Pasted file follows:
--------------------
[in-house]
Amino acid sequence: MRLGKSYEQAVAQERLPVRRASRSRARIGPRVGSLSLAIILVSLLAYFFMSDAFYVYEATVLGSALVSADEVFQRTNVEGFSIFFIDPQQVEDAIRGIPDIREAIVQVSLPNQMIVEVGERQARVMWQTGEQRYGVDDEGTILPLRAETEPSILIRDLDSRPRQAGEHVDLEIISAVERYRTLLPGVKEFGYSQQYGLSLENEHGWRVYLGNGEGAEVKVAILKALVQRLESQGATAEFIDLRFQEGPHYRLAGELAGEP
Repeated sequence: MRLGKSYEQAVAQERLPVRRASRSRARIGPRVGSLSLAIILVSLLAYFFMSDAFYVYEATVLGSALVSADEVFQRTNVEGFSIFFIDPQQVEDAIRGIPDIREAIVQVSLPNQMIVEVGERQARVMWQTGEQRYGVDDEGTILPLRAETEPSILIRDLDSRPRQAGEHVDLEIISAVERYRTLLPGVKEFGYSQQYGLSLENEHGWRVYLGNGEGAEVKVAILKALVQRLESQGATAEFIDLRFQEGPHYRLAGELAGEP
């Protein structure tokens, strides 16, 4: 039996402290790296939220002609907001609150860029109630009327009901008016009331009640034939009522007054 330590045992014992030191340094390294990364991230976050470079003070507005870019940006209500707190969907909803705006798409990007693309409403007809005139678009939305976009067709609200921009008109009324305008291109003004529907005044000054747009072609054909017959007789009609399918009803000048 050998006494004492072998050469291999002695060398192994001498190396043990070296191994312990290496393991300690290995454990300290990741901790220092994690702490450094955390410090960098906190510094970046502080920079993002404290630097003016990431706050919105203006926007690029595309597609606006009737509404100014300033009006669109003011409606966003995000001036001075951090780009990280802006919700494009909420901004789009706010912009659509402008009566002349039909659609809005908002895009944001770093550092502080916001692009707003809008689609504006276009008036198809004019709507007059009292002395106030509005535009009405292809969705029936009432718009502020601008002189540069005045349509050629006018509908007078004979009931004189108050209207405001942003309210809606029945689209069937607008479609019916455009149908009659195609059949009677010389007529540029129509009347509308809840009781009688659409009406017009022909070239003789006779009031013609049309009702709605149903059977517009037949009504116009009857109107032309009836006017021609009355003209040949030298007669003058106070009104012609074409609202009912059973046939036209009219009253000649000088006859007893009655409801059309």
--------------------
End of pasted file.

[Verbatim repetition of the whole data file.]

[in-house]
Amino acid sequence: MRLGKSYEQAVAQERLPVRRASRSRARIGPRVGSLSLAIILVSLLAYFFMSDAFYVYEATVLGSALVSADEVFQRTNVEGFSIFFIDPQQVEDAIRGIPDIREAIVQVSLPNQMIVEVGERQARVMWQTGEQRYGVDDEGTILPLRAETEPSILIRDLDSRPRQAGEHVDLEIISAVERYRTLLPGVKEFGYSQQYGLSLENEHGWRVYLGNGEGAEVKVAILKALVQRLESQGATAEFIDLRFQEGPHYRLAGELAGEP
Repeated sequence: MRLGKSYEQAVAQERLPVRRASRSRARIGPRVGSLSLAIILVSLLAYFFMSDAFYVYEATVLGSALVSADEVFQRTNVEGFSIFFIDPQQVEDAIRGIPDIREAIVQVSLPNQMIVEVGERQARVMWQTGEQRYGVDDEGTILPLRAETEPSILIRDLDSRPRQAGEHVDLEIISAVERYRTLLPGVKEFGYSQQYGLSLENEHGWRVYLGNGEGAEVKVAILKALVQRLESQGATAEFIDLRFQEGPHYRLAGELAGEP
């Protein structure tokens, strides 16, 4: 039996402290790296939220002609907001609150860029109630009327009901008016009331009640034939009522007054 330590045992014992030191340094390294990364991230976050470079003070507005870019940006209500707190969907909803705006798409990007693309409403007809005139678009939305976009067709609200921009008109009324305008291109003004529907005044000054747009072609054909017959007789009609399918009803000048 050998006494004492072998050469291999002695060398192994001498190396043990070296191994312990290496393991300690290995454990300290990741901790220092994690702490450094955390410090960098906190510094970046502080920079993002404290630097003016990431706050919105203006926007690029595309597609606006009737509404100014300033009006669109003011409606966003995000001036001075951090780009990280802006919700494009909420901004789009706010912009659509402008009566002349039909659609809005908002895009944001770093550092502080916001692009707003809008689609504006276009008036198809004019709507007059009292002395106030509005535009009405292809969705029936009432718009502020601008002189540069005045349509050629006018509908007078004979009931004189108050209207405001942003309210809606029945689209069937607008479609019916455009149908009659195609059949009677010389007529540029129509009347509308809840009781009688659409009406017009022909070239003789006779009031013609049309009702709605149903059977517009037949009504116009009857109107032309009836006017021609009355003209040949030298007669003058106070009104012609074409609202009912059973046939036209009219009253000649000088006859007893009655409801059309």